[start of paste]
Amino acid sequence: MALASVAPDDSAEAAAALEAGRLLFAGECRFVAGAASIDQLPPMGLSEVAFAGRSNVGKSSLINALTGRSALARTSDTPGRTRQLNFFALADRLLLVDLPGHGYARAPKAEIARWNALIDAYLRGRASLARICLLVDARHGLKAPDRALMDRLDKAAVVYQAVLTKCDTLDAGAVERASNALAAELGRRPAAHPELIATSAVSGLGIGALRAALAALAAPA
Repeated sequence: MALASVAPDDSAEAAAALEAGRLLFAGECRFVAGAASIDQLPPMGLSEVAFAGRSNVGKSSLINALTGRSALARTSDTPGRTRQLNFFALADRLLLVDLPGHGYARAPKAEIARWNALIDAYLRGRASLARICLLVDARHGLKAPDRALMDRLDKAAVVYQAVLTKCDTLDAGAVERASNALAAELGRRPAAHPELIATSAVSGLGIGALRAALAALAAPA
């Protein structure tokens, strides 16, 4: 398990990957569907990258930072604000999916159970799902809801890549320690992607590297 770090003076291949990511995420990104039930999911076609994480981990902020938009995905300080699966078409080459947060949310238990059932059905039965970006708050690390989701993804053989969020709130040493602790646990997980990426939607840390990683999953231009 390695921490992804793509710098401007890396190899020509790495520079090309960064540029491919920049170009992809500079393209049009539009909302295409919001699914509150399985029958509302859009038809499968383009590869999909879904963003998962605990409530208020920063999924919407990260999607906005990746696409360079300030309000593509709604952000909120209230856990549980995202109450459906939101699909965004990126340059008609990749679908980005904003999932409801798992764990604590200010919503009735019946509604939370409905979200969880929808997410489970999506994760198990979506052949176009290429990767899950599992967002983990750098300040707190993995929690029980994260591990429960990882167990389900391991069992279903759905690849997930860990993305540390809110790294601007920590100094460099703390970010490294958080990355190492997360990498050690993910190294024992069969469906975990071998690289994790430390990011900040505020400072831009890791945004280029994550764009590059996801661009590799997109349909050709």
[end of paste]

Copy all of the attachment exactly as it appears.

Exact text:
Amino acid sequence: MALASVAPDDSAEAAAALEAGRLLFAGECRFVAGAASIDQLPPMGLSEVAFAGRSNVGKSSLINALTGRSALARTSDTPGRTRQLNFFALADRLLLVDLPGHGYARAPKAEIARWNALIDAYLRGRASLARICLLVDARHGLKAPDRALMDRLDKAAVVYQAVLTKCDTLDAGAVERASNALAAELGRRPAAHPELIATSAVSGLGIGALRAALAALAAPA
Repeated sequence: MALASVAPDDSAEAAAALEAGRLLFAGECRFVAGAASIDQLPPMGLSEVAFAGRSNVGKSSLINALTGRSALARTSDTPGRTRQLNFFALADRLLLVDLPGHGYARAPKAEIARWNALIDAYLRGRASLARICLLVDARHGLKAPDRALMDRLDKAAVVYQAVLTKCDTLDAGAVERASNALAAELGRRPAAHPELIATSAVSGLGIGALRAALAALAAPA
């Protein structure tokens, strides 16, 4: 398990990957569907990258930072604000999916159970799902809801890549320690992607590297 770090003076291949990511995420990104039930999911076609994480981990902020938009995905300080699966078409080459947060949310238990059932059905039965970006708050690390989701993804053989969020709130040493602790646990997980990426939607840390990683999953231009 390695921490992804793509710098401007890396190899020509790495520079090309960064540029491919920049170009992809500079393209049009539009909302295409919001699914509150399985029958509302859009038809499968383009590869999909879904963003998962605990409530208020920063999924919407990260999607906005990746696409360079300030309000593509709604952000909120209230856990549980995202109450459906939101699909965004990126340059008609990749679908980005904003999932409801798992764990604590200010919503009735019946509604939370409905979200969880929808997410489970999506994760198990979506052949176009290429990767899950599992967002983990750098300040707190993995929690029980994260591990429960990882167990389900391991069992279903759905690849997930860990993305540390809110790294601007920590100094460099703390970010490294958080990355190492997360990498050690993910190294024992069969469906975990071998690289994790430390990011900040505020400072831009890791945004280029994550764009590059996801661009590799997109349909050709």